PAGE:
Representatives from the building industry oppose the bill, arguing that it would hurt small businesses and trickle down to consumers. At Tuesday’s hearing, several opponents also criticized basic logic behind the legislation.
Glass has described the current lack of impact taxes on teardown construction as a “loophole” in county code. But real estate agent Koki Adasi, representing the Greater Capital Area Association of Realtors, said teardown homes were deliberately left untaxed because they didn’t require additional infrastructure.
“What this goal seems to miss is that the playing field was tiered specifically to address each type of housing and its impact, then tax them appropriately,” Adasi said.
He objected to claims that teardown homes significantly added to the student population, arguing that the effect was negligible over the last 10 years.
An analysis by county planning employees found that the the 848 replacement homes built in Montgomery County between 2014 and 2018 generated 20.6% more students that the average single-family homes.
Staff members did not believe it was a “relevant comparison,” however, because recently sold or constructed homes generally resulted in more students. Replacement homes actually generated fewer students in the short term than other new homes or homes that were recently sold, according to the report.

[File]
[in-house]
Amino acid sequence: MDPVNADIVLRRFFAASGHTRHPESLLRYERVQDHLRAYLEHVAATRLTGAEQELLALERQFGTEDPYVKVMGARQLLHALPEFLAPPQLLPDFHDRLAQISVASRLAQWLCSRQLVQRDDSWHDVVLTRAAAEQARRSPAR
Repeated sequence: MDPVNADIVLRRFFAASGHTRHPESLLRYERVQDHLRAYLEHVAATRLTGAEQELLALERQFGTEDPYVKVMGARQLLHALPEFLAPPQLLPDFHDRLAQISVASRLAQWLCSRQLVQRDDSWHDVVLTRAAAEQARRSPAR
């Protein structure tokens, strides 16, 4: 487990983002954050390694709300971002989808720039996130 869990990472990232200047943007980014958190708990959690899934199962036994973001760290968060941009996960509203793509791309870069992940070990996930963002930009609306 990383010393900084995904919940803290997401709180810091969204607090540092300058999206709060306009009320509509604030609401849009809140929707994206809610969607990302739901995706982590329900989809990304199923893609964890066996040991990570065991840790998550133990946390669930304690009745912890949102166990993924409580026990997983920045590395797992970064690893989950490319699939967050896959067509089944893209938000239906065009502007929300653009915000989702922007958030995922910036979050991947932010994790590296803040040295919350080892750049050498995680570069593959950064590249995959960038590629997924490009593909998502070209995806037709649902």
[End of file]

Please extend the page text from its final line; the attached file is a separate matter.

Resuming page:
“There is also no reason to suspect that these replacement homes, over the course of their entire life, will not fall to the average student generation rate like all other homes in the county,” the analysis reads.
Other builders complained that Glass ignored the market when he projected how much the bill would raise.
“His proclamation that it will generate $100 million in revenue — it’s just not true,” said Carter Wilson, a custom-home builder in Rockville. “It’s purely speculative, with no understanding of how a tax increase like this would affect the market of new infill homes.”
Others argued the bill would ultimately hurt the county by drastically reducing teardown homes. Several builders pointed out that homeowners pay higher property taxes on larger replacement homes.
They also require new transfer and recordation taxes, which are already used, in part, to fund affordable housing and schools, said Sylke Knuppel, chair of the Montgomery County Building Association.
“With these homes, you see tax revenues increase in perpetuity without any impact on existing resources,” added Rob Gilroy, another local builder. “They are a golden egg for this county.”
But supporters of the bill argued that major new actions were needed to add money to the Housing Initiative Fund.
Others pointed to record-setting enrollment in Montgomery County Public Schools and the need for more funding to alleviate overcrowding.
To meet a 2030 goal, “we need to implement bigger and bolder initiatives,” said Gregory Carr, a member of the grassroots advocacy group Action in Montgomery.
He was referring to recent targets set by the Metropolitan Washington Council of Governments, which projects a rising need for affordable housing in the Washington, D.C., region. The council calls for roughly 41,000 new units in Montgomery County alone.
“Will we be able to look back and say, ‘We did what we promised?’” Carr added. “To reach our goals, we’re going to need new funding streams for affordable housing.”